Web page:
Money is like oxygen, we have to have it, and saving is a key part.
It does not matter how much - as much as $6,000 per month, or as little as $60 per month, any saving is good saving.
Saving gives us a sense of achievement, more personal freedom, access to cash in emergencies, less workload pressure, less employer pressure, and maybe allows us to retire sooner.
Your savings need some organisation as most people probably need to 3 to 5 different pools.
However there is more than one way to go about it.
1/ A Budget
A written up budget suits a lot of people.
2/ Pictures or diagrams
If we don’t act and get started, we put ourselves behind the 8 ball.
3/ Super Saver Emma and Bernie
I met Emma before she was married and I can vouch for her “super saver” status. Here is her system (unabridged ).
My attitude towards savings, and money in general, has always been to think of it as a flexible concept rather than dollars and cents. I’ve never been keen on micro-budgeting, so I stick to three broad strategies.
The first is that I set a “zero” in our bank account that is way above rock bottom; our zero these days is $10K (it hasn’t always been so high!), meaning that we avoid going below that amount with the same vigour we’d avoid going below the real zero in our account or into debt.
My second strategy is to paint a broad picture of our financial situation in conservative, or “generous,” terms several times a year. I reckon our income by rounding down - by a lot. For expenses I round up – again by a lot.
This creates generous, but practical, margins between our income and expenses. What’s great about these margins is that I almost never have to dig into my “zero” (aka 10K) or my savings. If costs pop up unexpectedly, I’ve already accounted for them in my margins.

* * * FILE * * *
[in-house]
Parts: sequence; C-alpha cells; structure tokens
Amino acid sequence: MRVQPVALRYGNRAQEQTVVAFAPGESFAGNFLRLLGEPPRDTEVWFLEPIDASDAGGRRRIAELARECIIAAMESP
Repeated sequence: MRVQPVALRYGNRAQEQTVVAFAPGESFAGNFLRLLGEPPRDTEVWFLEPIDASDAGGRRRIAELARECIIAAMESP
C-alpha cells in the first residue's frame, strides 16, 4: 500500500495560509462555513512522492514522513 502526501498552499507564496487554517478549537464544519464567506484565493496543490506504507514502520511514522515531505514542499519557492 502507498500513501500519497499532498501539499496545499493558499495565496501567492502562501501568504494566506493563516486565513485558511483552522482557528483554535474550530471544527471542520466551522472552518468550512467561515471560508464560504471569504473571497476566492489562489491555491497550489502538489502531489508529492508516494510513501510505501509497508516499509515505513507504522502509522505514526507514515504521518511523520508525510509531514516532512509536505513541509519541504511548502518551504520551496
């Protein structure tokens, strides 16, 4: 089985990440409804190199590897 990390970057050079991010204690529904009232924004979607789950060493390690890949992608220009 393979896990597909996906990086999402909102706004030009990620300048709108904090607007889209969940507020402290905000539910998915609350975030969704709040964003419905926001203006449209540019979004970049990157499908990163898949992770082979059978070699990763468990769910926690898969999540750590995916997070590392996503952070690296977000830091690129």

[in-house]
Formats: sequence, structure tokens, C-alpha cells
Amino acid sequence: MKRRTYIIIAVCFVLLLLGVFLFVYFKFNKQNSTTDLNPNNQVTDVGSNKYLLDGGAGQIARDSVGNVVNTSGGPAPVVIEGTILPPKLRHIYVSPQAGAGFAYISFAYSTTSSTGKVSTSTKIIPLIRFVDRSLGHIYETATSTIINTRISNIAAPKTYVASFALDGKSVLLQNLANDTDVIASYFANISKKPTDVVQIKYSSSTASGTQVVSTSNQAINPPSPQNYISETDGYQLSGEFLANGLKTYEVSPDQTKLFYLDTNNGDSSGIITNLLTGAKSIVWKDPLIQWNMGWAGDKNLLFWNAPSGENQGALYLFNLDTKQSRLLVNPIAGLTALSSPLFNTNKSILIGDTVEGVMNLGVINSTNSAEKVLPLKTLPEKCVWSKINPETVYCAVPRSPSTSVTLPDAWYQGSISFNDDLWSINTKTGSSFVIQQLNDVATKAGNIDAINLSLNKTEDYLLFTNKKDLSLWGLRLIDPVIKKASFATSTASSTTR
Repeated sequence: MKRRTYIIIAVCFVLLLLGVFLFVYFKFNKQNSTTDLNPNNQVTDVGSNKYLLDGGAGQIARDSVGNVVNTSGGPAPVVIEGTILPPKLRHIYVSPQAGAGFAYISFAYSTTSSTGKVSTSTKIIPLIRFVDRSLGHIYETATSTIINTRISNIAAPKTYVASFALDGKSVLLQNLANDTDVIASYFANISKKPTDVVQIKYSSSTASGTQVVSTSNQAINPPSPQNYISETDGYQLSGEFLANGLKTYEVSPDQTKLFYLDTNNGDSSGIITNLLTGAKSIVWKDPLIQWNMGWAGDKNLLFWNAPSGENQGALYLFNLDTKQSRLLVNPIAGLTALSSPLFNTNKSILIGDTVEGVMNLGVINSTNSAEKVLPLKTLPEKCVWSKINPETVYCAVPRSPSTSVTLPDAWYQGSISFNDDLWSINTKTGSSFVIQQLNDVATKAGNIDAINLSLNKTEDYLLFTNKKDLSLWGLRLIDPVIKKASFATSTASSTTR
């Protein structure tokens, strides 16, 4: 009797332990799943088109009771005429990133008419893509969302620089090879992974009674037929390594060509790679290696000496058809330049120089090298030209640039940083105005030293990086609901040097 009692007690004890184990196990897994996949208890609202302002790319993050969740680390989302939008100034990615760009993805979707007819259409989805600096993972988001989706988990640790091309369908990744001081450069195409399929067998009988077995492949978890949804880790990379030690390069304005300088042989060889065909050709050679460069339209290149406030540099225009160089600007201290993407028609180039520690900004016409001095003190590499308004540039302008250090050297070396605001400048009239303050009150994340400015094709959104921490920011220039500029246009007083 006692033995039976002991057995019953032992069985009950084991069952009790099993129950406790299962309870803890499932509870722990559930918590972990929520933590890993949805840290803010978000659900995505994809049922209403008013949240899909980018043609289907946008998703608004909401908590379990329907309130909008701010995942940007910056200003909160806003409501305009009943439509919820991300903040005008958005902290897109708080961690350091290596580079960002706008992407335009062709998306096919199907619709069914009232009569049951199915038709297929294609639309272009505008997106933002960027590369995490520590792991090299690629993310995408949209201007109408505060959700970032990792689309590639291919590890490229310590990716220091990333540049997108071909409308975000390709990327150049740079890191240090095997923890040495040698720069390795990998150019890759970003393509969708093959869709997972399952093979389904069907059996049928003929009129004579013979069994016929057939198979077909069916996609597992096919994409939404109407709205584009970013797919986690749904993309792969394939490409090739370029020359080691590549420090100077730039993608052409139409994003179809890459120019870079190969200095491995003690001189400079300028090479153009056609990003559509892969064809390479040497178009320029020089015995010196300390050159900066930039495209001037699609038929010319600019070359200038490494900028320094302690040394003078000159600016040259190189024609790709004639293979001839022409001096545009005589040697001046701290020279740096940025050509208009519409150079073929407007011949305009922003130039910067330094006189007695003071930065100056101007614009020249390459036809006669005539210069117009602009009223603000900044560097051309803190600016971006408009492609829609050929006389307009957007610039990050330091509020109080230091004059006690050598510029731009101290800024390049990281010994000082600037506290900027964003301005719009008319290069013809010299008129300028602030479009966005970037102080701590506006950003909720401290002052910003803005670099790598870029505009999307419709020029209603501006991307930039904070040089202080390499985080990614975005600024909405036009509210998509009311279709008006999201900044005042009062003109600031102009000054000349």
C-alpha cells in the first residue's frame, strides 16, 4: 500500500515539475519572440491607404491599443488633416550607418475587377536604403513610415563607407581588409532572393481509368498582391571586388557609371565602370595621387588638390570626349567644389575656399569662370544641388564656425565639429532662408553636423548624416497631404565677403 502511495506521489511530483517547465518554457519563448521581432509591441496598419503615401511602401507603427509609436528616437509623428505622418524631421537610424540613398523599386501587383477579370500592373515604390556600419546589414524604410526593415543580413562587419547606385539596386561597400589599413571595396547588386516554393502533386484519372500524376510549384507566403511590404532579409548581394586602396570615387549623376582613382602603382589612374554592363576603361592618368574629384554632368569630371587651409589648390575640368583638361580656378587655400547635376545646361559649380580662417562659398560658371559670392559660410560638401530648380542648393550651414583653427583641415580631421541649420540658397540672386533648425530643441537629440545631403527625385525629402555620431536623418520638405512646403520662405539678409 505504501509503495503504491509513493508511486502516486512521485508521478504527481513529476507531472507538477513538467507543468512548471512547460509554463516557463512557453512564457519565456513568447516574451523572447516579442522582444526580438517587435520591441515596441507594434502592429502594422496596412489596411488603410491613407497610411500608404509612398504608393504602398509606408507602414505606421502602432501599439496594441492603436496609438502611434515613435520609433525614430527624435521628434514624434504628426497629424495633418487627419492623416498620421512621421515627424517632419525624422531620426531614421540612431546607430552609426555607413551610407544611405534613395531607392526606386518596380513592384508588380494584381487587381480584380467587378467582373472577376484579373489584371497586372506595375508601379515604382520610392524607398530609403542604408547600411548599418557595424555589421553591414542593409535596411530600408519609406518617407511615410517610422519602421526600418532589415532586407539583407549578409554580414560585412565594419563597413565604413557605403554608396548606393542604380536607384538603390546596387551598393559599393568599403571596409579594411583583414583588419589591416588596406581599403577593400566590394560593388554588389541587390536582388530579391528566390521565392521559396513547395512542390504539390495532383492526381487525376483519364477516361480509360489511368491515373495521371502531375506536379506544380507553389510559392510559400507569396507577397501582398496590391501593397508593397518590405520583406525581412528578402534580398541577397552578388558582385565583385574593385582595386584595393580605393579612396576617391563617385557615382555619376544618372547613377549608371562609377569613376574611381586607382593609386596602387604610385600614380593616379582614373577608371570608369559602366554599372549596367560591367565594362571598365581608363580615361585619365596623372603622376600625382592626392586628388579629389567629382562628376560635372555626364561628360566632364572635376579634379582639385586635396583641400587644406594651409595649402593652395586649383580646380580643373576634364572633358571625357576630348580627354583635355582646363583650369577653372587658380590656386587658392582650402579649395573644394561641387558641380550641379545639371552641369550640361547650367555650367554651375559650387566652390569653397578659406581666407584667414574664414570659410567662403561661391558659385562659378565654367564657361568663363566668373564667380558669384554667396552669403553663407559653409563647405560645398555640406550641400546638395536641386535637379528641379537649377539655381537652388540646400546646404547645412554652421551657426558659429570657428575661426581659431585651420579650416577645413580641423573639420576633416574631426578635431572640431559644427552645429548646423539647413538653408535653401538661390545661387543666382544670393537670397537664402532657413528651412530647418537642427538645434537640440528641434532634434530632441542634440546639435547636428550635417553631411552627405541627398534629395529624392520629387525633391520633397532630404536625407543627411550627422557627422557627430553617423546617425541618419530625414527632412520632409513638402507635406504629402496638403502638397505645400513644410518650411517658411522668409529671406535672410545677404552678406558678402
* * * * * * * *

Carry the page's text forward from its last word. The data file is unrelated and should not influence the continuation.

My final strategy is to scrape the excess in our bank account into investment. I include a savings amount as an expense in my broad budgeting but I hardly need to do it because once our regular bank account goes above our designated limit of $20K I scrape off the top $10K or so and send it into long-term investment.
This means that we’re fairly regularly adding to our investment without worrying about what the market is doing. When the money is there, we invest it.
Thank you Emma for sharing your super system.
Waiting v costs
Save $1,000 per month for 25 years at 6% net return and it will grow to $697,000.
Procrastinate for five years and then start;
- $1,000 per month 20 years at 6% net return and it will grow to $467,000.
A difference of $230,000 !!!!
If you save $1,000 per month at a 6% return, after 12 months you will have put in $12,000 and it will have grown to $12,397.
Why only $397 profit ? Because some money has only been in 1 month, some only 2 months and some only 3 months, and so on – money needs time to work.
Save $1,000 a month at 6% for 10 years and it will grow to $176,660, or $56,600 profit.
Savings and investment is all about time, which requires patience.
“The better off have small TVs and big libraries, and the less well-off have big TVs and small libraries.” – Zig Ziglar
It is not hard to figure out why.
“An investment in knowledge pays the best interest.” - Benjamin Franklin
This article was supplied by Alan Clarke who is the author of a book entitled “Retire Richer” which is a practical guide for everyone age 25 to 85.
Alan also writes regular articles on www.acfs.co.nz
Alan is an independent authorised financial adviser (AFA) and his disclosure statement is available on request and free of charge.